Microsoft Azure Getting Automation and Custom Portal Features
Microsoft today released a "preview" of a new Automation feature for managing Microsoft Azure workloads.
The preview is currently available to try, but it's only available via Microsoft's U.S. East datacenters. However, Microsoft has plans to expand support for its Azure Automation solution to other regional centers, according to a blog post by Scott Guthrie, Microsoft's executive vice president for cloud and enterprise. Earlier this month, Guthrie provided a roster of new Microsoft Azure "dev-ops" improvements. For those details and Guthrie's talk, see this Redmondmag.com article.
Microsoft Azure Automation
Microsoft Azure Automation is described as being similar to Microsoft's "Service Management Automation" capability that can be used with System Center 2012 R2 and the Windows Azure Pack, according to a blog post by Brad Anderson, corporate vice president for Windows Server and System Center. Both solutions -- Microsoft Azure Automation and Service Management Automation -- are designed to help automate Microsoft Azure workloads. However, Microsoft Azure Automation is specifically designed for "cloud-based app/workload management," and it's designed to become "a unified Cloud OS platform," according to Anderson's post.
That distinction seems a bit fuzzy, but Anderson suggested that Microsoft Azure Automation has the capability to integrate the services offered by other cloud providers besides Microsoft's services, specifically due to its PowerShell workflow support.
Customers of Azure will now be able to integrate into all of the 3rd party services they use in their cloud operations, as well as Azure itself. Equally important, with Azure Automation you will be able to automate these tasks within a highly available Windows PowerShell Workflow engine running within Azure.
Microsoft Azure Automation provides direct support for five Microsoft Azure services. It provides management support for Cloud Services, Storage Services and Web Sites. It provides management and Windows remote management support for Virtual Machines. Lastly, it provides management and SQL support for the SQL Server component of Microsoft Azure.
Anderson also claimed that IT pros with automation skills can transfer those skills over to the cloud with the new Microsoft Azure Automation tool.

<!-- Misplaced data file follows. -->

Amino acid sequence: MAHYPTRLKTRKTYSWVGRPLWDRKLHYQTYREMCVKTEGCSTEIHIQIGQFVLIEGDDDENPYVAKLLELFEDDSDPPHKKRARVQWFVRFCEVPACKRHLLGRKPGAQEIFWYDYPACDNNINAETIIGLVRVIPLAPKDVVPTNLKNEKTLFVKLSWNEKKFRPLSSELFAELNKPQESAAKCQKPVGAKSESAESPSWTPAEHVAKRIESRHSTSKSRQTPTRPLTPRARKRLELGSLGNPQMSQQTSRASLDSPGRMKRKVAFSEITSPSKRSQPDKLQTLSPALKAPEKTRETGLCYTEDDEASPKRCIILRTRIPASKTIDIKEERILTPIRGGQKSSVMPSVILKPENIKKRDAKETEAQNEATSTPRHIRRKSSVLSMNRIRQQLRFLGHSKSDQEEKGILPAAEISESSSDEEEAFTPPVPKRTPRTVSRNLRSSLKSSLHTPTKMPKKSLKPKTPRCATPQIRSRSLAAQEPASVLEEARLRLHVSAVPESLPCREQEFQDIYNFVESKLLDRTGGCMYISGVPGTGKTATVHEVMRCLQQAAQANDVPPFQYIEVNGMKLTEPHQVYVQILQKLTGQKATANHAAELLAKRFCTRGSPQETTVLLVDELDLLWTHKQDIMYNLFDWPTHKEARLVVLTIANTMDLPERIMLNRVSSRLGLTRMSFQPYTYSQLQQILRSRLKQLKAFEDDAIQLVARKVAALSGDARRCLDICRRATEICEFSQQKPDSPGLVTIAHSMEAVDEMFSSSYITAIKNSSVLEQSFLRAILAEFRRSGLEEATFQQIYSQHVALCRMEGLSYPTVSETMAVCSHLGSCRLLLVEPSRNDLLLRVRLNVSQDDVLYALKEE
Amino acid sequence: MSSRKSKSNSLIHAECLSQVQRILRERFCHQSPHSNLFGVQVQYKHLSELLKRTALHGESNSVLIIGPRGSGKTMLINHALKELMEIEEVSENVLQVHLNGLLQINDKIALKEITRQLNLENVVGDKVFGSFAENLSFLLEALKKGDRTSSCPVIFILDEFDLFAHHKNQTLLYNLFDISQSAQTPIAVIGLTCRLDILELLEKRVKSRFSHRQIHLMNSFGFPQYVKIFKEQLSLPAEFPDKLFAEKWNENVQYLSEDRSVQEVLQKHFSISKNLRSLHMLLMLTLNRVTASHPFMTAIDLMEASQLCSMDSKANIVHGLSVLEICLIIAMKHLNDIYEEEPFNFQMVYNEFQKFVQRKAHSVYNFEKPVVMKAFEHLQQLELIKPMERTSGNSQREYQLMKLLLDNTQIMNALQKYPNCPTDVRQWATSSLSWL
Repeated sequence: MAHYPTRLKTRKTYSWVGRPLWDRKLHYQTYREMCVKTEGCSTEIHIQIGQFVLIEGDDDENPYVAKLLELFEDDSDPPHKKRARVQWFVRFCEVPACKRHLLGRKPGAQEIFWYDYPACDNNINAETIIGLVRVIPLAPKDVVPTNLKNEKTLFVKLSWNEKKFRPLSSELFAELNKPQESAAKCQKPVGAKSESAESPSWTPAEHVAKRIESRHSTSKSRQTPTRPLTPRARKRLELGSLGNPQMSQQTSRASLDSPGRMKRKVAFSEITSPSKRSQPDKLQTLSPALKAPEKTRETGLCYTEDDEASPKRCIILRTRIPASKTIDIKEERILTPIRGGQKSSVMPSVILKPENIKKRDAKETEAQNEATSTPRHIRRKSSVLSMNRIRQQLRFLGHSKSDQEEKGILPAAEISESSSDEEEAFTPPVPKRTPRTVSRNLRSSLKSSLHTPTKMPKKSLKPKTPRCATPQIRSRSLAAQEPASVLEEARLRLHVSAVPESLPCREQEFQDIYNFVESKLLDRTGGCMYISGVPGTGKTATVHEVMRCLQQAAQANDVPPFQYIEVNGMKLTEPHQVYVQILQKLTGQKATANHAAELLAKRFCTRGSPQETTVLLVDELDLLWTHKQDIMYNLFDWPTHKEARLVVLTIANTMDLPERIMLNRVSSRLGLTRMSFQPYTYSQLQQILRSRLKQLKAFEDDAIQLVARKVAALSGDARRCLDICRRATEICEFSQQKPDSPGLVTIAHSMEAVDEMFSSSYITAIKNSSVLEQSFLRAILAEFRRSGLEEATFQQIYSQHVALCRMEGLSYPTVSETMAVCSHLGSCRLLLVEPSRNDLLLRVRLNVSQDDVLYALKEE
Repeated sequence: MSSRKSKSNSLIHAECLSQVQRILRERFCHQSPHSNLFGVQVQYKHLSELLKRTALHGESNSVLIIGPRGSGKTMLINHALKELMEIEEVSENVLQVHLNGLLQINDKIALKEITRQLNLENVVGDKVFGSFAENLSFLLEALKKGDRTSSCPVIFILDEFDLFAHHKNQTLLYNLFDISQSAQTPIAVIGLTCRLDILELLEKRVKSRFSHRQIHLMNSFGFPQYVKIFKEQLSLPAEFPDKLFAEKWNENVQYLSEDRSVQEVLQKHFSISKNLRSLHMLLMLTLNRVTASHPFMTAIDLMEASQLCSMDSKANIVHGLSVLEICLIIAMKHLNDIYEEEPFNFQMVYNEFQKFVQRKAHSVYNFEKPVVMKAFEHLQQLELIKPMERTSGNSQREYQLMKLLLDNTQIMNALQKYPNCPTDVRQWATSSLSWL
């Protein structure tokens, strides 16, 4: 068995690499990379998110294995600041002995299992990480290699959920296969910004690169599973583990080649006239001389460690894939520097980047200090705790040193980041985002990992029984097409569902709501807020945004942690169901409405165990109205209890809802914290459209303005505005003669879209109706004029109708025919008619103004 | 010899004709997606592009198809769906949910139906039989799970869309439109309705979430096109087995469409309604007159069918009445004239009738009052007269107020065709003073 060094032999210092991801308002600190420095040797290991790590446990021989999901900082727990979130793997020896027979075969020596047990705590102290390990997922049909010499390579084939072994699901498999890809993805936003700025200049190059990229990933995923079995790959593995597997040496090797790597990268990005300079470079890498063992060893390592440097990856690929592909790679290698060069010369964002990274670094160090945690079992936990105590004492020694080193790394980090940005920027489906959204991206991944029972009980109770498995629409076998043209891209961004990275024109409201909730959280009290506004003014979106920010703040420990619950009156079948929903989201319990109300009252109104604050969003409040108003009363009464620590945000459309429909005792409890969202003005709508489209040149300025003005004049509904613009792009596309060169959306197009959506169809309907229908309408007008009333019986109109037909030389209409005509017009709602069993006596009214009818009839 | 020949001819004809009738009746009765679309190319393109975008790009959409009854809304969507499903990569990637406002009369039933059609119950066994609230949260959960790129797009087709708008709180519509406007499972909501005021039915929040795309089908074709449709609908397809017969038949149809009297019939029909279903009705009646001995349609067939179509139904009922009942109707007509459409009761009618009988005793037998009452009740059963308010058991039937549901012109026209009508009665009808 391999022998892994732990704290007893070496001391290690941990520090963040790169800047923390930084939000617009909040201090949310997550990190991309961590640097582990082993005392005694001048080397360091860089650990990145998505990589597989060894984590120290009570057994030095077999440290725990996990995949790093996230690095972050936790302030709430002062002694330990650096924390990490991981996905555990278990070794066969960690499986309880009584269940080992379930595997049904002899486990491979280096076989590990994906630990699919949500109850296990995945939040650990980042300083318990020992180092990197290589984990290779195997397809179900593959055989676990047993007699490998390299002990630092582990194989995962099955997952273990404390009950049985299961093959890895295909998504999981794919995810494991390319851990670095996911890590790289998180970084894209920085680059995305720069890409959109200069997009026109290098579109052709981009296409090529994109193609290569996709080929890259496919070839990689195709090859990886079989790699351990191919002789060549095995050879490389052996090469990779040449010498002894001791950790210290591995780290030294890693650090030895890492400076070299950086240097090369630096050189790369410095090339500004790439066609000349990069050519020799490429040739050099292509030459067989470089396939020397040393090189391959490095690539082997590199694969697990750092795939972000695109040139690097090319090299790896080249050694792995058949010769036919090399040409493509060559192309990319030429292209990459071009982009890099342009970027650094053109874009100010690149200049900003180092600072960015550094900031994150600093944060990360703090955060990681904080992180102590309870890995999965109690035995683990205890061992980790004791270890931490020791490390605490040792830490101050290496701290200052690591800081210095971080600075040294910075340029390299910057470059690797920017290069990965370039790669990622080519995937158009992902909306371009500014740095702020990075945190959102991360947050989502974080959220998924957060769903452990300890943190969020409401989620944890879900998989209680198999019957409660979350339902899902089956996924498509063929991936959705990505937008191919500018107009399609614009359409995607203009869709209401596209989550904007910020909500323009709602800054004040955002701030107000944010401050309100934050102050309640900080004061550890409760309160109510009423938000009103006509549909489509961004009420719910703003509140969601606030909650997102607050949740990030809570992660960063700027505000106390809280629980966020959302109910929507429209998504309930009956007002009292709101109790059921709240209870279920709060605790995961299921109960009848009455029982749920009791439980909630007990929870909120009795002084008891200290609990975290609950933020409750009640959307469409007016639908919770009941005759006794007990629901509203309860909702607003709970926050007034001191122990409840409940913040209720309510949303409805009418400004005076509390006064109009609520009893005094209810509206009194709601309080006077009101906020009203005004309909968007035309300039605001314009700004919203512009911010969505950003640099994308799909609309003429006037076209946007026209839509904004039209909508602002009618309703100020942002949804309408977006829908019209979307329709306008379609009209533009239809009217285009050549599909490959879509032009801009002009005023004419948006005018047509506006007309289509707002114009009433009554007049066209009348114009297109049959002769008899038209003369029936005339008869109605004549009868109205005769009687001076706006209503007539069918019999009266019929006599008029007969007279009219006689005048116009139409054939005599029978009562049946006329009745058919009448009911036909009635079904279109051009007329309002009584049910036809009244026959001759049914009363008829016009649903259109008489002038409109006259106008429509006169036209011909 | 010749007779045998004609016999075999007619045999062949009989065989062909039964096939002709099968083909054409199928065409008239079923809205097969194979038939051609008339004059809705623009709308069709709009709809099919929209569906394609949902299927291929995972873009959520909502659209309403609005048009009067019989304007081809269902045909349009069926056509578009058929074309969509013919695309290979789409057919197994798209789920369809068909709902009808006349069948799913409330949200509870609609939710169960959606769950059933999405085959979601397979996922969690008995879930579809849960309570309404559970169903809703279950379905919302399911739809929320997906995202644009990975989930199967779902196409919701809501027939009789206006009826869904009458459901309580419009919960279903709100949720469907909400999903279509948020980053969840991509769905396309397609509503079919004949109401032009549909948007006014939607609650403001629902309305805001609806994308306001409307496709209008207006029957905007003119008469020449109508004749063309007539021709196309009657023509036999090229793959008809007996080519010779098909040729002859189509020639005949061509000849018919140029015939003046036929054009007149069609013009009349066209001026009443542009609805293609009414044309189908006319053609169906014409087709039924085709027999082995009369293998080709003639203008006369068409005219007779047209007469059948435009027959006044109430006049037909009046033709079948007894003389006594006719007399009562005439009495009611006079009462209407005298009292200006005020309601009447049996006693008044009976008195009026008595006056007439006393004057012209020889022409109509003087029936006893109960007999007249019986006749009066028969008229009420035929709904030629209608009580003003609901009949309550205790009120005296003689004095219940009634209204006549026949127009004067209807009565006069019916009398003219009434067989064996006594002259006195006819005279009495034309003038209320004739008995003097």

Microsoft has yet another tool that helps to automate processes. The Orchestrator component in System Center 2012 has a runtime modeling component using a graphical user interface that can be used to that end. The difference between the use of Orchestrator and Service Management Automation in System Center 2012 is that Orchestrator doesn't require scripting, according to a Microsoft TechNet description. Orchestrator might be the tool of choice if an organization isn't electing to use the Windows Azure Pack, the article explains.
The preview of the Microsoft Azure Automation solution is free to use, but Microsoft plans to charge $20 per month for the Standard version when it gets rolled out as a finished product. A free version of Microsoft Azure Automation also will be available, but it will be limited to job runs of 500 minutes, 20 runbooks and modules that are 5 MB in size, according to Microsoft's pricing page.
Microsoft Azure Portal
Another feature of note mentioned by Guthrie was a new dev-ops dashboard preview called the "Microsoft Azure Portal." Users can customize their portal page's "startboard" and thereby surface various Microsoft Azure details. The portal can show such as details as service health, as well as pricing and billing for Microsoft Azure services, according to a blog post by Brian Keller, a principal technical evangelist for Visual Studio Application Lifecycle Management. The portal also has features that developers can use as it can show application lifecycle changes.
Keller stated that the Microsoft Azure Portal preview has some limitations at present. It currently only shows resources from "Web Sites, SQL, MySQL and Visual Studio Online team projects," he explained, adding that Microsoft plans to add more resources "over time."
The Microsoft Azure Portal preview also can't be used as a centralized dashboard by team members as yet. It's just available for an administrator or coadministrator account. However, Microsoft plans to add "role-based access control" to the portal in a future release, Keller stated.
Kurt Mackie is senior news producer for the 1105 Enterprise Computing Group.